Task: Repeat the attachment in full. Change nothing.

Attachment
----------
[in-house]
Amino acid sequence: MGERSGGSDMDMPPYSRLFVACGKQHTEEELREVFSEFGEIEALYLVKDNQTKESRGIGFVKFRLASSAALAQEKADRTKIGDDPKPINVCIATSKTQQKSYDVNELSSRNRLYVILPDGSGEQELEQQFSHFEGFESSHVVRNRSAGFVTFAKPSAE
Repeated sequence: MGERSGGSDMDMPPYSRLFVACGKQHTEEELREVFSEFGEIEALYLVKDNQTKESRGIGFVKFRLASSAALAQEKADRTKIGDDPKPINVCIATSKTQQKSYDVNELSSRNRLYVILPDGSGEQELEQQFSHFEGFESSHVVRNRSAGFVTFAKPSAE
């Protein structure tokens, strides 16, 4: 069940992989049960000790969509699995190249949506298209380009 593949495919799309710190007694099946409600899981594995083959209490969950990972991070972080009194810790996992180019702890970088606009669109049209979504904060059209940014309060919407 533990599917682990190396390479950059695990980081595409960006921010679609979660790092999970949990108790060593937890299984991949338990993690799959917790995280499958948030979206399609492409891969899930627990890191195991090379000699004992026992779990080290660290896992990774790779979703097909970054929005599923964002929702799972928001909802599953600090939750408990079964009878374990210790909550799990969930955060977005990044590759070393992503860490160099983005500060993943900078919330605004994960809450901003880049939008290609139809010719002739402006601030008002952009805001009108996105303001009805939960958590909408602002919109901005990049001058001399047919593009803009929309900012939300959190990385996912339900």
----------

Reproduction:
[in-house]
Amino acid sequence: MGERSGGSDMDMPPYSRLFVACGKQHTEEELREVFSEFGEIEALYLVKDNQTKESRGIGFVKFRLASSAALAQEKADRTKIGDDPKPINVCIATSKTQQKSYDVNELSSRNRLYVILPDGSGEQELEQQFSHFEGFESSHVVRNRSAGFVTFAKPSAE
Repeated sequence: MGERSGGSDMDMPPYSRLFVACGKQHTEEELREVFSEFGEIEALYLVKDNQTKESRGIGFVKFRLASSAALAQEKADRTKIGDDPKPINVCIATSKTQQKSYDVNELSSRNRLYVILPDGSGEQELEQQFSHFEGFESSHVVRNRSAGFVTFAKPSAE
């Protein structure tokens, strides 16, 4: 069940992989049960000790969509699995190249949506298209380009 593949495919799309710190007694099946409600899981594995083959209490969950990972991070972080009194810790996992180019702890970088606009669109049209979504904060059209940014309060919407 533990599917682990190396390479950059695990980081595409960006921010679609979660790092999970949990108790060593937890299984991949338990993690799959917790995280499958948030979206399609492409891969899930627990890191195991090379000699004992026992779990080290660290896992990774790779979703097909970054929005599923964002929702799972928001909802599953600090939750408990079964009878374990210790909550799990969930955060977005990044590759070393992503860490160099983005500060993943900078919330605004994960809450901003880049939008290609139809010719002739402006601030008002952009805001009108996105303001009805939960958590909408602002919109901005990049001058001399047919593009803009929309900012939300959190990385996912339900």